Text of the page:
I don't know if I want to admit what I was thinking I'd find in Nashville, it being my first time and all. I had already decided against the Opry, since recent reviews had declared it "tired", and the only piece of country music culture I wanted was a whip-ass Scully shirt
to add to my collection. While I didn't find the shirt of my dreams, I did find the kind of grub I was looking for: straight up Southern fare that puts the meat on yer bones. Or fat, rather. Whatever. Unfortunately, upon diverging from that cuisine, I found disappointing results. Here's the highlights, and lo-lights, of the gustatory leg of my Nashville trip.
What Texans call a 'blue plate', Tennesseans call a 'meat-and-three', and while there were several places listed in the Nashville Scene, I wanted to hit the most anachronistic diner I could possibly find. I was not disappointed by Elliston's Soda Shop in the West End (2111 Elliston Place, near the Vanderbilt campus). From the framed posters urging you to indulge in a wholesome malted milk or Southern fried chicken basket to the indie juke boxes for each booth, this joint was full-on 1955. And the grub? Check it out:
That's meat-and-three like the Lord intended, people. Fall-off-the-bone spareribs with greens, white beans, and cucumber salad. I paid less than six bucks
for this meal. And yes, dammit, the tea is sweet.
There's usually a line out the door of the Pancake Pantry (1796 21st Ave. S) and I just had to know why. This line moves fast, though, and my companion and I conversed with a young aspiring country singer who later picked up our bill (thanks, Jared!). Inside you'll find those whitehaired waitresses who call you 'hon' and have coffee on the table within seconds.
The pancake selection is mind-boggling: corn cakes, buckwheat, Sweedish potato, orange-walnut, every manner of compote on the planet. I chose the sweet potato pancakes with cinnamon-cream syrup. Holy mother of Elvis, that's good eatin'! Do not miss the pancakes, man.
On our dine-in evening, I popped the bottle of Nero D'Avola I brought from home: the 2003 Valle Dell'Acate 'Il Moro'. Such a lovely thing. I notice that in my part of the world, Nero D'Avola seems to be the new favorite 'cheap' Italian; this bottle definitely does not fit that category. While it's labeled as 100% Nero D'Avola, I've seen info that it might have been blended with a bit of Inzolia, maybe for aromatics. It's fermented in stainless steel and sees a year in barriques. Good stuff; silky, well balanced, lots of baked fruit, meaty, and earthy aromatics.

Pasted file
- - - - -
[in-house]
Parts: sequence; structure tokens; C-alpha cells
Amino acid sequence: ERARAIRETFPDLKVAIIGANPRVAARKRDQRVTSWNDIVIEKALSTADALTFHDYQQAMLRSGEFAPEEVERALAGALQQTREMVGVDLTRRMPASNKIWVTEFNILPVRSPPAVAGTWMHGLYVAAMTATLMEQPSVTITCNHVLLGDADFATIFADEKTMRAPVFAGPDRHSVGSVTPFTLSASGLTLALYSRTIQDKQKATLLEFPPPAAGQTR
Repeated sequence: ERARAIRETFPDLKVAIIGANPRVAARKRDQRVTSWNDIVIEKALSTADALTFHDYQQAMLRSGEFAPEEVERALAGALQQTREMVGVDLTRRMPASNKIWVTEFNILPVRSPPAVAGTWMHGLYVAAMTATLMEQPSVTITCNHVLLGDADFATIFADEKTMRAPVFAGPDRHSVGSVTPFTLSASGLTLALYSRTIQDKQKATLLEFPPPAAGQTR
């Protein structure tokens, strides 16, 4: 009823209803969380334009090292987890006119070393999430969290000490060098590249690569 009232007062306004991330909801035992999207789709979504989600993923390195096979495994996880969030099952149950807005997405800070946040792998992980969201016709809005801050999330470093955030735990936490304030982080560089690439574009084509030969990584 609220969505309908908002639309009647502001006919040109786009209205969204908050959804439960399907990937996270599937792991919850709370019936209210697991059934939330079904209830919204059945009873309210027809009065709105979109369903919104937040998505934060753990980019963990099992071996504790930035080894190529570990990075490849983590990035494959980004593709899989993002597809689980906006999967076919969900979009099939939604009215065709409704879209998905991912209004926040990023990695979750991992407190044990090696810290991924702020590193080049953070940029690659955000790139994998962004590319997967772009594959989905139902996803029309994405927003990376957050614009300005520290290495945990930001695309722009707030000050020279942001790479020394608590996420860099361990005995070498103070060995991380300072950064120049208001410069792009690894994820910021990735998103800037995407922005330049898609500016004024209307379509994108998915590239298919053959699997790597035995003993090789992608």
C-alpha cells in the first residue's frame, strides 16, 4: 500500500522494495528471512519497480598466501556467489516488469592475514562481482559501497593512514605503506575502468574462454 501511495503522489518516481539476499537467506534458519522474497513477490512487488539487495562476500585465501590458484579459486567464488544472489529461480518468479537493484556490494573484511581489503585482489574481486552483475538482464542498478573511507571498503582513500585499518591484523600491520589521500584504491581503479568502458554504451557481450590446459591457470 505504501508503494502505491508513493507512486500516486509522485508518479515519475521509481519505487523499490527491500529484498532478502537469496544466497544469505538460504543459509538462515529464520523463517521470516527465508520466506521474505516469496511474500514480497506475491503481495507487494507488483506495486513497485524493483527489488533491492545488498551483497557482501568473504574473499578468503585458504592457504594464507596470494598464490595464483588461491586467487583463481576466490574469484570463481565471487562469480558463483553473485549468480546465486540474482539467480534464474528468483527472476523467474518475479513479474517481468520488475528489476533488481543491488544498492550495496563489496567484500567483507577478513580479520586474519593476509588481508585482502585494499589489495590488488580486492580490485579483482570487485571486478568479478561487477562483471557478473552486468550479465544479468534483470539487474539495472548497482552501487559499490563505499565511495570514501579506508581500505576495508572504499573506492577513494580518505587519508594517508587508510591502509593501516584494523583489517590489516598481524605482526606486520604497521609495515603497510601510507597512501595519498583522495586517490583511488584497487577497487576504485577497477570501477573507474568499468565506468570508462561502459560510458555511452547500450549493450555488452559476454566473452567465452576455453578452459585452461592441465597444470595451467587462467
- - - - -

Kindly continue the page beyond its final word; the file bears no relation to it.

I was suprised to learn that my friend has a wine bar just right down the street from her apartment, so I had to check that out. Rumors is the name, (2304 12th Ave. S) and while it was a nice enough joint, please, people--do something about that name
. 'Rumors' has been the sign above every third strip mall dive bar in America since 1982. It evokes bad
That aside, the place has a nice, cozy vibe and seems to be intimately connected with the local art and artisan scene, which is very cool. The wine I had was the 2000 Castell de Falset from Monsant, a blend of Carignan, Grenache and Cab. I didn't care for it. It was very plush and fat and not my style, and overpriced at $13 a glass.
My sole disappointment was with the Chapel Bistro (701 Chapel Ave). The service was great, we had a very sassy waiter who was prompt, entertaining and honest about the menu choices. The bistro itself is very warm and ecclectic inside; being a rennovated landmark pharmacy building, the original walls and windows were preserved and blended with local art and a nice color palate. HOWEVER, the food needed some work. The 'deconstucted Caesar' salad was one of the worse of the foibles. In a failed attempt to be clever, this salad consisted of a handful of shredded romaine in an uninspired vinagrette thrown over a piece of chewy grilled bread and topped with a blanket of melted, then cooled asiago. Nearly flavorless and texturally unappealing. Made me wonder if what hit my table was anything close to what the chef had intended. My entree, prawns in a tarragon-beer reduction, had great flavor, but the polenta in the middle seemed to have neither jalapeno nor cheddar, as promised, and was pretty bland.
Oh, yeah, and while it's perfectly acceptable for a restaurant to mark up the wine list, the Chapel's prices was a joke. You guys want $30 for a bottle of Equis vino de la Tierra de Castilla? Damn. That's over a 300% markup, dude. Forget it.
As soon as it's out of the oven, please check out the other non-food and wine highlights of my Tennessee trip on Cocktails with the Noonday Demon.